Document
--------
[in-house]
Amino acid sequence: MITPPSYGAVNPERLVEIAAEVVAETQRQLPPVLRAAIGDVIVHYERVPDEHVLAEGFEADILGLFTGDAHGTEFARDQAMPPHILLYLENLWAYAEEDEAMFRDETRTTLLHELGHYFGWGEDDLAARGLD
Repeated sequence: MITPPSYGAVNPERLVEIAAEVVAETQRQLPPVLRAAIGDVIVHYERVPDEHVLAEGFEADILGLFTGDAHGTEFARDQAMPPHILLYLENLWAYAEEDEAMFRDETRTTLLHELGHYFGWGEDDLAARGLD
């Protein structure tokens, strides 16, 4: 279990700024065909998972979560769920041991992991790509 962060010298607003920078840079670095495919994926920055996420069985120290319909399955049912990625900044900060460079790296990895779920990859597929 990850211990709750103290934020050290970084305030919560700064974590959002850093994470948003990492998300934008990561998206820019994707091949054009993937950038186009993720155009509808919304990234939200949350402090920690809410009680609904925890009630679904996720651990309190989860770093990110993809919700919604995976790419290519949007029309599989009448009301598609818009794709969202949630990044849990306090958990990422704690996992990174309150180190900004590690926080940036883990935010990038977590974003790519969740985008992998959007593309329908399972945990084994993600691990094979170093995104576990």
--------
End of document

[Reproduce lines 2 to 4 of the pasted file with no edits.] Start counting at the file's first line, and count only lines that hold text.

Amino acid sequence: MITPPSYGAVNPERLVEIAAEVVAETQRQLPPVLRAAIGDVIVHYERVPDEHVLAEGFEADILGLFTGDAHGTEFARDQAMPPHILLYLENLWAYAEEDEAMFRDETRTTLLHELGHYFGWGEDDLAARGLD
Repeated sequence: MITPPSYGAVNPERLVEIAAEVVAETQRQLPPVLRAAIGDVIVHYERVPDEHVLAEGFEADILGLFTGDAHGTEFARDQAMPPHILLYLENLWAYAEEDEAMFRDETRTTLLHELGHYFGWGEDDLAARGLD
């Protein structure tokens, strides 16, 4: 279990700024065909998972979560769920041991992991790509 962060010298607003920078840079670095495919994926920055996420069985120290319909399955049912990625900044900060460079790296990895779920990859597929 990850211990709750103290934020050290970084305030919560700064974590959002850093994470948003990492998300934008990561998206820019994707091949054009993937950038186009993720155009509808919304990234939200949350402090920690809410009680609904925890009630679904996720651990309190989860770093990110993809919700919604995976790419290519949007029309599989009448009301598609818009794709969202949630990044849990306090958990990422704690996992990174309150180190900004590690926080940036883990935010990038977590974003790519969740985008992998959007593309329908399972945990084994993600691990094979170093995104576990």